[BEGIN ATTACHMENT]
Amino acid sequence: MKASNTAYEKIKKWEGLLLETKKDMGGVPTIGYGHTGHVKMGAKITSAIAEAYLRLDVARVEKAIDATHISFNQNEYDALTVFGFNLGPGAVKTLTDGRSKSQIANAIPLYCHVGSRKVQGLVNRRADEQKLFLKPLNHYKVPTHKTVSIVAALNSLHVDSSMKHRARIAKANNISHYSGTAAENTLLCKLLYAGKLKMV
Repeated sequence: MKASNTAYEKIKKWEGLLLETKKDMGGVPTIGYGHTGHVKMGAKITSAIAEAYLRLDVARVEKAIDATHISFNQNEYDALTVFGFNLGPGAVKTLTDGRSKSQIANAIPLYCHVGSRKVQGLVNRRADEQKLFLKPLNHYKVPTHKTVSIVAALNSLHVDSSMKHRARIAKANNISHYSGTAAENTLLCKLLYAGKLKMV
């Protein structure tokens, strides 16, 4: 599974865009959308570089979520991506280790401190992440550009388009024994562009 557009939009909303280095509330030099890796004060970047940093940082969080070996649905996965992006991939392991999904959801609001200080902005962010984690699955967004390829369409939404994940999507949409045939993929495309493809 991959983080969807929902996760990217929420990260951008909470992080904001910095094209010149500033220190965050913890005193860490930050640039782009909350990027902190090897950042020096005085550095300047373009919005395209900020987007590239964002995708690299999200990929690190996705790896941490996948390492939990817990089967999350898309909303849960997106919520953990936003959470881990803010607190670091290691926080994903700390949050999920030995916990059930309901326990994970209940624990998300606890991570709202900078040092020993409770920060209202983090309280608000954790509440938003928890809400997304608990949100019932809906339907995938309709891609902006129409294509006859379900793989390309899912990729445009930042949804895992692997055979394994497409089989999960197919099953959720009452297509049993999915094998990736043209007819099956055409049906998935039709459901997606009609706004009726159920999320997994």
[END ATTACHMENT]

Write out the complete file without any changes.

Amino acid sequence: MKASNTAYEKIKKWEGLLLETKKDMGGVPTIGYGHTGHVKMGAKITSAIAEAYLRLDVARVEKAIDATHISFNQNEYDALTVFGFNLGPGAVKTLTDGRSKSQIANAIPLYCHVGSRKVQGLVNRRADEQKLFLKPLNHYKVPTHKTVSIVAALNSLHVDSSMKHRARIAKANNISHYSGTAAENTLLCKLLYAGKLKMV
Repeated sequence: MKASNTAYEKIKKWEGLLLETKKDMGGVPTIGYGHTGHVKMGAKITSAIAEAYLRLDVARVEKAIDATHISFNQNEYDALTVFGFNLGPGAVKTLTDGRSKSQIANAIPLYCHVGSRKVQGLVNRRADEQKLFLKPLNHYKVPTHKTVSIVAALNSLHVDSSMKHRARIAKANNISHYSGTAAENTLLCKLLYAGKLKMV
């Protein structure tokens, strides 16, 4: 599974865009959308570089979520991506280790401190992440550009388009024994562009 557009939009909303280095509330030099890796004060970047940093940082969080070996649905996965992006991939392991999904959801609001200080902005962010984690699955967004390829369409939404994940999507949409045939993929495309493809 991959983080969807929902996760990217929420990260951008909470992080904001910095094209010149500033220190965050913890005193860490930050640039782009909350990027902190090897950042020096005085550095300047373009919005395209900020987007590239964002995708690299999200990929690190996705790896941490996948390492939990817990089967999350898309909303849960997106919520953990936003959470881990803010607190670091290691926080994903700390949050999920030995916990059930309901326990994970209940624990998300606890991570709202900078040092020993409770920060209202983090309280608000954790509440938003928890809400997304608990949100019932809906339907995938309709891609902006129409294509006859379900793989390309899912990729445009930042949804895992692997055979394994497409089989999960197919099953959720009452297509049993999915094998990736043209007819099956055409049906998935039709459901997606009609706004009726159920999320997994």